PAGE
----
In 2002 the Global Biodiversity Outlook 2 (GBO 2) report of the Convention on Biological Diversity set eleven targets for reducing the loss of biodiversity. The 2010 Global Biodiversity Outlook 3 report (GBO 3) noted that none of the targets had been met. Despite a rising public awareness of conservation and rising responses to the threats, biodiversity losses continued. Failure to meet the GBO 2 targets was put down to focusing on proximate threats and remedial measures, such as protected areas and species survival, rather than underlying causes of loss. The underlying causes stem from a failure to value and deliver the benefits of ecosystem services. GBO 3 also noted that conservation action seldom matches the scale of threat. The 10th Conference of Parties to the CBD recommended reaching out to decisionmakers to embed biodiversity conservation and ecosystem services in the development agenda: the link between biodiversity and ecosystem services must be clearly demonstrated.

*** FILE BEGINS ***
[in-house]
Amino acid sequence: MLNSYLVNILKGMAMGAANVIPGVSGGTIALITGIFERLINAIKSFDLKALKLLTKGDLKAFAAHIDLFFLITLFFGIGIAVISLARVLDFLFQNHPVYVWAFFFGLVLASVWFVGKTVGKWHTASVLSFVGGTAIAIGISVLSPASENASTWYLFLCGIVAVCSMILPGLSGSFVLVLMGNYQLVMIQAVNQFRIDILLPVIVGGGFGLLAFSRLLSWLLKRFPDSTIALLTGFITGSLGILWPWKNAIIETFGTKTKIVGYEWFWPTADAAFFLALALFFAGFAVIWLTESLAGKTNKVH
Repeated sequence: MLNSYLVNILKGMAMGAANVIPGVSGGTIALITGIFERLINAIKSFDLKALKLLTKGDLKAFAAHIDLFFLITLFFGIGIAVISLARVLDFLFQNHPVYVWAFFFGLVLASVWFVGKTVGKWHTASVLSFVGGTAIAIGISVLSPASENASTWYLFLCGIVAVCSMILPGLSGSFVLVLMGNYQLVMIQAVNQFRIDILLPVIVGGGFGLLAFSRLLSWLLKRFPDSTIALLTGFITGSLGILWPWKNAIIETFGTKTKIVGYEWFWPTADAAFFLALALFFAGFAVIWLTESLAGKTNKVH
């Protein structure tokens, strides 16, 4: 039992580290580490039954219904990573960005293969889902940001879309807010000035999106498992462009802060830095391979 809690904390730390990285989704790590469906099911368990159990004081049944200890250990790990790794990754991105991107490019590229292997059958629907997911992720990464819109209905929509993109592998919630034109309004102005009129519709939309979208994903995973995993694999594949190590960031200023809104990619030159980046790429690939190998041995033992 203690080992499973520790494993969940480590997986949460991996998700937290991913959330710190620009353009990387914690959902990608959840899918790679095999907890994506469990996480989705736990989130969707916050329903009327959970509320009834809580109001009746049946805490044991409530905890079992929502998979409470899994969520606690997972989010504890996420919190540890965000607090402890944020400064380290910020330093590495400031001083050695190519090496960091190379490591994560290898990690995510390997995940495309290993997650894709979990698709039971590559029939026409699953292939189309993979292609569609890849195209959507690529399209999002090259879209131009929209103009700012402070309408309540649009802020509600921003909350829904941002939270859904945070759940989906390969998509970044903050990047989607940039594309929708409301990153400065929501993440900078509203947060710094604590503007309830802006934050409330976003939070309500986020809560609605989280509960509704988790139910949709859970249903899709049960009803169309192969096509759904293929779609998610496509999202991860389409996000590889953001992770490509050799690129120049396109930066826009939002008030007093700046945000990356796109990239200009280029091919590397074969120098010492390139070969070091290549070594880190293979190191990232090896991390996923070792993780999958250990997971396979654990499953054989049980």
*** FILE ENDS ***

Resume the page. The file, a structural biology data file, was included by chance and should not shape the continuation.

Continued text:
As shown in the last chapter on Valuing Nature, The Economics of Ecosystem Services and Biodiversity (TEEB) methodology shows that sound policies, public engagement and a full valuation of ecosystem services, backed by market incentives, can reduce biodiversity loss and improve human health and wellbeing. TEEB emphasizes the economic benefits of avoiding rather than repairing environmental damage. For example, worldwide forest loss and degradation presently run between $2 to 4.5 trillion in terms of economic losses. Preventing the loss can be achieved at $45 billion, a 100:1 return on expenditure (TEEB, 2010). GBO 3 calls for conserving biodiversity and sustaining development through new initiatives, which cover public communications; redressing the indirect causes of overuse; restoring habitats and ecosystems; raising the efficiency of natural resource use; sustaining ecosystem services, and encouraging local initiatives.

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